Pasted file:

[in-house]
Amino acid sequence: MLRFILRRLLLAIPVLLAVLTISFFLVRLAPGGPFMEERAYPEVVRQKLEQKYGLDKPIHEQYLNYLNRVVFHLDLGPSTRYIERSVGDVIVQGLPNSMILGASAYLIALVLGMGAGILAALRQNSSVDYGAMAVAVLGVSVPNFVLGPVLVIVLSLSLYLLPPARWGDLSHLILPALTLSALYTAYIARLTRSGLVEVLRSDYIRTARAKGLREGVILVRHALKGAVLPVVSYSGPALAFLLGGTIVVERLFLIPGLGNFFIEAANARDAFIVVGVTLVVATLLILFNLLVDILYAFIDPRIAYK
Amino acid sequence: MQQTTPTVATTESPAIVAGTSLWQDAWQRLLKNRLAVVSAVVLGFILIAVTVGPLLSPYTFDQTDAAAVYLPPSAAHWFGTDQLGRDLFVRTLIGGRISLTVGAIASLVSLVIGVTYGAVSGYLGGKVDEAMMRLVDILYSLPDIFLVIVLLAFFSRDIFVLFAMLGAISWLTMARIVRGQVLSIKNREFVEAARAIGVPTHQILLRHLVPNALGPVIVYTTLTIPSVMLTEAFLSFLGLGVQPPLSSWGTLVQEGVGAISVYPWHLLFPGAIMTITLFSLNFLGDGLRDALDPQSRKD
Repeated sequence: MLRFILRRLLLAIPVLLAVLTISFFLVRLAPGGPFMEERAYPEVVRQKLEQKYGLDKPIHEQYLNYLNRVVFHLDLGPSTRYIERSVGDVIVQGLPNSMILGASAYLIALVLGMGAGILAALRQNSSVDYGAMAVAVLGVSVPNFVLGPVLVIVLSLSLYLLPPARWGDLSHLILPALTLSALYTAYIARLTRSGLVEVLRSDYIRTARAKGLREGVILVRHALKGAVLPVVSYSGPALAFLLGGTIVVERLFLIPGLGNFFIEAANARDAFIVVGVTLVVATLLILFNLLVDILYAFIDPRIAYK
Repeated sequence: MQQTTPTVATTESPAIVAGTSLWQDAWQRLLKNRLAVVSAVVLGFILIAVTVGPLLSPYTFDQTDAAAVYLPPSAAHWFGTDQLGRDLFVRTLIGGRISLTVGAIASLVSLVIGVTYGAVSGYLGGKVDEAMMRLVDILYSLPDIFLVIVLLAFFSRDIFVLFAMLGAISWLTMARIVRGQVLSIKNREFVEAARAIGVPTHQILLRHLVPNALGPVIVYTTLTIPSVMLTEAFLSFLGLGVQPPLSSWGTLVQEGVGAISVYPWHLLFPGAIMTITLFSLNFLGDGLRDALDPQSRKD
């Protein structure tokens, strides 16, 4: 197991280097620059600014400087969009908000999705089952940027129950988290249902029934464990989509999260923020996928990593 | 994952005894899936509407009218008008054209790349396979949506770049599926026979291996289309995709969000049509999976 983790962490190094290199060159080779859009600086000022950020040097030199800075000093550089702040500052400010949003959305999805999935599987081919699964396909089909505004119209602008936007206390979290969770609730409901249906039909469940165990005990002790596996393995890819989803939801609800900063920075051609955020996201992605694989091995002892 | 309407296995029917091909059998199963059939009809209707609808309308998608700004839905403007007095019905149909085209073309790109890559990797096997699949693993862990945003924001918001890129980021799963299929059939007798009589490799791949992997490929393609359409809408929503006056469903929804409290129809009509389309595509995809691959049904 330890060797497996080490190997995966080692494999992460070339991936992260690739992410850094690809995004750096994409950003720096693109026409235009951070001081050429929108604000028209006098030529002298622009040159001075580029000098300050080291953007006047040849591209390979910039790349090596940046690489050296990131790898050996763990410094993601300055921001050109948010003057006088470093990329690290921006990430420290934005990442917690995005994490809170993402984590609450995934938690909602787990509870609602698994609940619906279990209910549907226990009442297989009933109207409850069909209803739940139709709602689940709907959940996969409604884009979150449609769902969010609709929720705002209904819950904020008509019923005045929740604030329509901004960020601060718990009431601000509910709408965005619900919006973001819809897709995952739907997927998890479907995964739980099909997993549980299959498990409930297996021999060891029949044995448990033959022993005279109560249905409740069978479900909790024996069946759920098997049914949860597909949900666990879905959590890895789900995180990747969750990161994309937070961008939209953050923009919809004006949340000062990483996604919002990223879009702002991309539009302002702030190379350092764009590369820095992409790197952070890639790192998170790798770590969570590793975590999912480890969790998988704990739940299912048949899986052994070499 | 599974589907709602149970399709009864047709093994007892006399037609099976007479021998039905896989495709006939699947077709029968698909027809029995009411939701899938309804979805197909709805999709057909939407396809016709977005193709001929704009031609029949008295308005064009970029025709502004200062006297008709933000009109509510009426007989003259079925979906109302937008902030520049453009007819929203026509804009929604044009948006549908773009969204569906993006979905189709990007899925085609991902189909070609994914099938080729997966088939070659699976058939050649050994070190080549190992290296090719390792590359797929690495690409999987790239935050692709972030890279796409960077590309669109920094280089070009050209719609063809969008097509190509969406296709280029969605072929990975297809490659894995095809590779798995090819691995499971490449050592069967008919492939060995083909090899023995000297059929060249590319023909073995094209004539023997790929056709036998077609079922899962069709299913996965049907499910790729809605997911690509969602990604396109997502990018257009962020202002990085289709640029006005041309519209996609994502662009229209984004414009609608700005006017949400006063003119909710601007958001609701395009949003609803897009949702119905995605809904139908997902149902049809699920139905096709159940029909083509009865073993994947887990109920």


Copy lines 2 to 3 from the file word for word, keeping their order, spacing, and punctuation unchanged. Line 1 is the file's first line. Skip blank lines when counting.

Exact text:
Amino acid sequence: MLRFILRRLLLAIPVLLAVLTISFFLVRLAPGGPFMEERAYPEVVRQKLEQKYGLDKPIHEQYLNYLNRVVFHLDLGPSTRYIERSVGDVIVQGLPNSMILGASAYLIALVLGMGAGILAALRQNSSVDYGAMAVAVLGVSVPNFVLGPVLVIVLSLSLYLLPPARWGDLSHLILPALTLSALYTAYIARLTRSGLVEVLRSDYIRTARAKGLREGVILVRHALKGAVLPVVSYSGPALAFLLGGTIVVERLFLIPGLGNFFIEAANARDAFIVVGVTLVVATLLILFNLLVDILYAFIDPRIAYK
Amino acid sequence: MQQTTPTVATTESPAIVAGTSLWQDAWQRLLKNRLAVVSAVVLGFILIAVTVGPLLSPYTFDQTDAAAVYLPPSAAHWFGTDQLGRDLFVRTLIGGRISLTVGAIASLVSLVIGVTYGAVSGYLGGKVDEAMMRLVDILYSLPDIFLVIVLLAFFSRDIFVLFAMLGAISWLTMARIVRGQVLSIKNREFVEAARAIGVPTHQILLRHLVPNALGPVIVYTTLTIPSVMLTEAFLSFLGLGVQPPLSSWGTLVQEGVGAISVYPWHLLFPGAIMTITLFSLNFLGDGLRDALDPQSRKD